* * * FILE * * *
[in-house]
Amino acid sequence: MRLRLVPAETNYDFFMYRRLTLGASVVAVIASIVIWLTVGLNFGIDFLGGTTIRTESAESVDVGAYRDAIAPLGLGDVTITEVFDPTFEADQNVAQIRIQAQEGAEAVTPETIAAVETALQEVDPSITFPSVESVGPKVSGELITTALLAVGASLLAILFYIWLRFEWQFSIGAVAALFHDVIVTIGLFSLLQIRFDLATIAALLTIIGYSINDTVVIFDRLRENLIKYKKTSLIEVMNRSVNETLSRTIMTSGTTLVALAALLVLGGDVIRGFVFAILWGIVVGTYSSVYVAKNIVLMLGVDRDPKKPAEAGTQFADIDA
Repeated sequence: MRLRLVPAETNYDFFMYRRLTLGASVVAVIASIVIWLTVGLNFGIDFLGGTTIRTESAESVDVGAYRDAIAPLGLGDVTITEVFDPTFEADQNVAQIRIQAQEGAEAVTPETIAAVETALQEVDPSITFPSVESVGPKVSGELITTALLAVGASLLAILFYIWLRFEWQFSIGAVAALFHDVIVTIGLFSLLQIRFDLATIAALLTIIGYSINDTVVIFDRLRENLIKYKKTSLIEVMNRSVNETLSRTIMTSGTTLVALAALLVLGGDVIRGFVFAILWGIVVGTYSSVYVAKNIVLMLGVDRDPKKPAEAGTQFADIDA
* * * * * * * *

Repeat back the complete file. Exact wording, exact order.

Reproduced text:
[in-house]
Amino acid sequence: MRLRLVPAETNYDFFMYRRLTLGASVVAVIASIVIWLTVGLNFGIDFLGGTTIRTESAESVDVGAYRDAIAPLGLGDVTITEVFDPTFEADQNVAQIRIQAQEGAEAVTPETIAAVETALQEVDPSITFPSVESVGPKVSGELITTALLAVGASLLAILFYIWLRFEWQFSIGAVAALFHDVIVTIGLFSLLQIRFDLATIAALLTIIGYSINDTVVIFDRLRENLIKYKKTSLIEVMNRSVNETLSRTIMTSGTTLVALAALLVLGGDVIRGFVFAILWGIVVGTYSSVYVAKNIVLMLGVDRDPKKPAEAGTQFADIDA
Repeated sequence: MRLRLVPAETNYDFFMYRRLTLGASVVAVIASIVIWLTVGLNFGIDFLGGTTIRTESAESVDVGAYRDAIAPLGLGDVTITEVFDPTFEADQNVAQIRIQAQEGAEAVTPETIAAVETALQEVDPSITFPSVESVGPKVSGELITTALLAVGASLLAILFYIWLRFEWQFSIGAVAALFHDVIVTIGLFSLLQIRFDLATIAALLTIIGYSINDTVVIFDRLRENLIKYKKTSLIEVMNRSVNETLSRTIMTSGTTLVALAALLVLGGDVIRGFVFAILWGIVVGTYSSVYVAKNIVLMLGVDRDPKKPAEAGTQFADIDA